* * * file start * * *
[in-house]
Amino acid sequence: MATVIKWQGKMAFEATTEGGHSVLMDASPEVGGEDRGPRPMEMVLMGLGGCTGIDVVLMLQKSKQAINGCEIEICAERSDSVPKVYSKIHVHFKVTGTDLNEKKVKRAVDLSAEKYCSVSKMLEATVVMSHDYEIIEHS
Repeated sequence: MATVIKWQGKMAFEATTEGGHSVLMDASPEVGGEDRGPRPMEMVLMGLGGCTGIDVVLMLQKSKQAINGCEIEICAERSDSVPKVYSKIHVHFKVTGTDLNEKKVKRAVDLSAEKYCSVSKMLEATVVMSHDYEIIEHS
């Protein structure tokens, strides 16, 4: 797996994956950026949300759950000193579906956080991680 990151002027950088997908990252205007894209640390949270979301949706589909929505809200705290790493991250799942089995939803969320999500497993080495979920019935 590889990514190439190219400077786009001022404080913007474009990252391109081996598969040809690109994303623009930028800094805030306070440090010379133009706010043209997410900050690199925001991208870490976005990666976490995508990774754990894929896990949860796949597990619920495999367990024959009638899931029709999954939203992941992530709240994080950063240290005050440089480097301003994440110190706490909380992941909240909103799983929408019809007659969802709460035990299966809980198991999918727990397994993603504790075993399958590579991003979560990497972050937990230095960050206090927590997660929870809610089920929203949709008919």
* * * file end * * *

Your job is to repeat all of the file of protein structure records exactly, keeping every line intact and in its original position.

[in-house]
Amino acid sequence: MATVIKWQGKMAFEATTEGGHSVLMDASPEVGGEDRGPRPMEMVLMGLGGCTGIDVVLMLQKSKQAINGCEIEICAERSDSVPKVYSKIHVHFKVTGTDLNEKKVKRAVDLSAEKYCSVSKMLEATVVMSHDYEIIEHS
Repeated sequence: MATVIKWQGKMAFEATTEGGHSVLMDASPEVGGEDRGPRPMEMVLMGLGGCTGIDVVLMLQKSKQAINGCEIEICAERSDSVPKVYSKIHVHFKVTGTDLNEKKVKRAVDLSAEKYCSVSKMLEATVVMSHDYEIIEHS
């Protein structure tokens, strides 16, 4: 797996994956950026949300759950000193579906956080991680 990151002027950088997908990252205007894209640390949270979301949706589909929505809200705290790493991250799942089995939803969320999500497993080495979920019935 590889990514190439190219400077786009001022404080913007474009990252391109081996598969040809690109994303623009930028800094805030306070440090010379133009706010043209997410900050690199925001991208870490976005990666976490995508990774754990894929896990949860796949597990619920495999367990024959009638899931029709999954939203992941992530709240994080950063240290005050440089480097301003994440110190706490909380992941909240909103799983929408019809007659969802709460035990299966809980198991999918727990397994993603504790075993399958590579991003979560990497972050937990230095960050206090927590997660929870809610089920929203949709008919």